PS C:\> Get-Service c* | Format-Table Name,Status -AutoSize | Stop-Service -WhatIf
What if: Performing the operation "Stop-Service" on target "Claims to Windows Token Service (c2wts)".
What if: Performing the operation "Stop-Service" on target "Certificate Propagation (CertPropSvc)".
What if: Performing the operation "Stop-Service" on target "COM+ System Application (COMSysApp)".
What if: Performing the operation "Stop-Service" on target "Intel(R) Content Protection HECI Service (cphs)".
What if: Performing the operation "Stop-Service" on target "SQL Server (CRM) On-Demand Shutdown (CrmSqlStartupSvc)".
What if: Performing the operation "Stop-Service" on target "Cryptographic Services (CryptSvc)".
What if: Performing the operation "Stop-Service" on target "Offline Files (CscService)".

This separation of the formatting layer from the data processing layer in PowerShell allows you to use Format-Table, Format-List, Format-Wide, or Format-Custom inside of a function to define a rich format layout for the data returned by your function without compromising the ability to work with the object data in PowerShell. For example, consider this function:

PS C:\> function Get-SystemInfo {
    [CmdletBinding()]
    [OutputType('System.Info')]
    param()
    $computerSystem = Get-CimInstance Win32_ComputerSystem
    $operatingSystem = Get-CimInstance Win32_OperatingSystem
    $systemInfo = [pscustomobject]@{
        PSTypeName = 'System.Info'
        ComputerName = $computerSystem.Name
        DomainName = $computerSystem.Domain
        Manufacturer = $computerSystem.Manufacturer
        Model = $computerSystem.Model
        NumProcessors = $computerSystem.NumberOfProcessors
        OperatingSystem = $operatingSystem.Caption 
    }
    $systemInfo | Format-Table ComputerName,OperatingSystem -AutoSize -PersistWhenOutput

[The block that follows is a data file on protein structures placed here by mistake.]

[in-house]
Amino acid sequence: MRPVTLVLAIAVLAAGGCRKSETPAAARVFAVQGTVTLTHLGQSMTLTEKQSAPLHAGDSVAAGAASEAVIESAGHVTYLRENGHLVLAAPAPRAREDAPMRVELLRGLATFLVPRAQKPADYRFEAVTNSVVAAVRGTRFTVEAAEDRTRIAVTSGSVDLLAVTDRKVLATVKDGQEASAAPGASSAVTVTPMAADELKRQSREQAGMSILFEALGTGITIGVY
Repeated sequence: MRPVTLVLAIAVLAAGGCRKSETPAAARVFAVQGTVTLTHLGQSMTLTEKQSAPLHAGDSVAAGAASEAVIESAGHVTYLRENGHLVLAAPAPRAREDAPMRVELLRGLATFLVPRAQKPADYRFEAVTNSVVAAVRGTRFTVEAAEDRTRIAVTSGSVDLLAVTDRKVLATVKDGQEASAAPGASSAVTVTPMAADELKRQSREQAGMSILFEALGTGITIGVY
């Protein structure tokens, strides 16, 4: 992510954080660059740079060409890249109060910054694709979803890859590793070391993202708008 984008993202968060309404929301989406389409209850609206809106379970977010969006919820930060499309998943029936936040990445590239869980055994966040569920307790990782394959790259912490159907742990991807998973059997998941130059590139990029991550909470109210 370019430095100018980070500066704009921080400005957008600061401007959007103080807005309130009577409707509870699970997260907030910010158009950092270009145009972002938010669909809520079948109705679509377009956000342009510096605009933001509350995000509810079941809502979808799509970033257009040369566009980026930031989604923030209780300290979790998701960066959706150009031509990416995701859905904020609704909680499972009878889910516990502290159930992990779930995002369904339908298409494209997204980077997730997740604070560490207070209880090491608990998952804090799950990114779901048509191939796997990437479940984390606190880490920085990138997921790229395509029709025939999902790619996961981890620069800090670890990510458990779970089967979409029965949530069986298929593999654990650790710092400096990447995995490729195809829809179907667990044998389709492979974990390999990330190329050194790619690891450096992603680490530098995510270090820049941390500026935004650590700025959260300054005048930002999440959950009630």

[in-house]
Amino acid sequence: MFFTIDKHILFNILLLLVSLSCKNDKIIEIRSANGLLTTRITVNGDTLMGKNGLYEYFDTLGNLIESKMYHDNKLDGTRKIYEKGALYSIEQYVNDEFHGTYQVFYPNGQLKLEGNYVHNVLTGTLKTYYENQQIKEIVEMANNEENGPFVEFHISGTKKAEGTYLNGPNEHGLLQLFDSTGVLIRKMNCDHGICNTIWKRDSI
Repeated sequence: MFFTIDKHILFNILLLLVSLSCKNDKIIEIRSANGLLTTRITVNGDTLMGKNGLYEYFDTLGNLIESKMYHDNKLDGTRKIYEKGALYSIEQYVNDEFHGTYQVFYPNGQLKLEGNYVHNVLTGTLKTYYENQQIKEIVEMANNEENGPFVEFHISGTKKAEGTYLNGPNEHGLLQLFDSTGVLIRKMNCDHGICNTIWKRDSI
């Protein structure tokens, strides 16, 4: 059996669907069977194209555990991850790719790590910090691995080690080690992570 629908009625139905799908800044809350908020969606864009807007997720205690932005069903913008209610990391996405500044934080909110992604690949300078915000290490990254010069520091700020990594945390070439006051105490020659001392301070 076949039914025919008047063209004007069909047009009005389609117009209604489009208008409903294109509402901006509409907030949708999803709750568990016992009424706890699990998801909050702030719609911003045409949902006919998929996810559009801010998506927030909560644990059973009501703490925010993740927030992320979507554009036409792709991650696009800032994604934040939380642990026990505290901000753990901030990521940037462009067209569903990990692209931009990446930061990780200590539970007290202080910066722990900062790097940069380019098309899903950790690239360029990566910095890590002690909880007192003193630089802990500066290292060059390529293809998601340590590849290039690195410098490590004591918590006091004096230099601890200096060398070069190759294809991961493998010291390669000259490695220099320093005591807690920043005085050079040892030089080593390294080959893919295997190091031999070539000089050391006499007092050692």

}

If you run that function, you will get back a custom object of type System.Info along with a well defined default format for that custom object type. This sort of thing would have required using complicated format ps1xml files in the past, but now you can apply custom formatting much easier by simply using Format-* cmdlets!

In addition to the separation of format data from object data, FormatPx also modifies the default PowerShell behaviour that would prevent certain types of objects from being displayed in the format that you desired without using the -Force parameter. For example, consider this snippet:

PS C:\> $sb = {'Script block'}
PS C:\> $sb | Format-List

Without FormatPx, you would simply see this displayed to your console:

'ScriptBlock'

With FormatPx, however, you now see the format that you asked for, without having to be redundant about how you request it by using -Force. It would look like this:

Attributes      : {}
File            :
IsFilter        : False
IsConfiguration : False
Module          :
StartPosition   : System.Management.Automation.PSToken
DebuggerHidden  : False
Ast             : {'ScriptBlock'}

This trick also works for errors in the $error variable, exceptions in the Exception property on ErrorRecord objects, and other object types that are configured by default to hide details that really are important enough to be able to see without using -Force.

There are a few technical details that you should know about if you want to give this module a spin in your environment.

First, when you are defining a default format, whether it be a table, list, wide table, or a custom format, you should use the new -PersistWhenOutput switch parameter. That parameter instructs PowerShell to keep the format data attached to the objects that are output even after the format data has been rendered in the current console. By default, format data is removed after it is rendered to the console, allowing you to continue using Format-* cmdlets as you would have in the past.

Second, you can define (or override) the default format for any object by simply passing it to the format cmdlet of your choice and applying the -PersistWhenOutput switch.

Third, since format data is now simply added to an object, you can apply multiple format cmdlets to a single set of data in one pipeline. You would likely only do this if the format defined inside of a function was not what you wanted, but you can mix and match format calls however you choose. For example:

PS C:\> Get-Service c* | ft | fw | fc | fl

Lastly, there is a new format cmdlet in this module called Format-Default. The Format-Default cmdlet allows you to take anything that has format data associated with it and instruct PowerShell to render it using the default format instead, whatever that may be. You can also invoke Format-Default using the convenient fd alias as well.

Here's a short video demonstrating the FormatPx module in action: Better PowerShell formatting with FormatPx

That should give you a good idea of what is included in this module. If you have ideas on what else you might like to see related to formatting in PowerShell, please let me know on the GitHub page.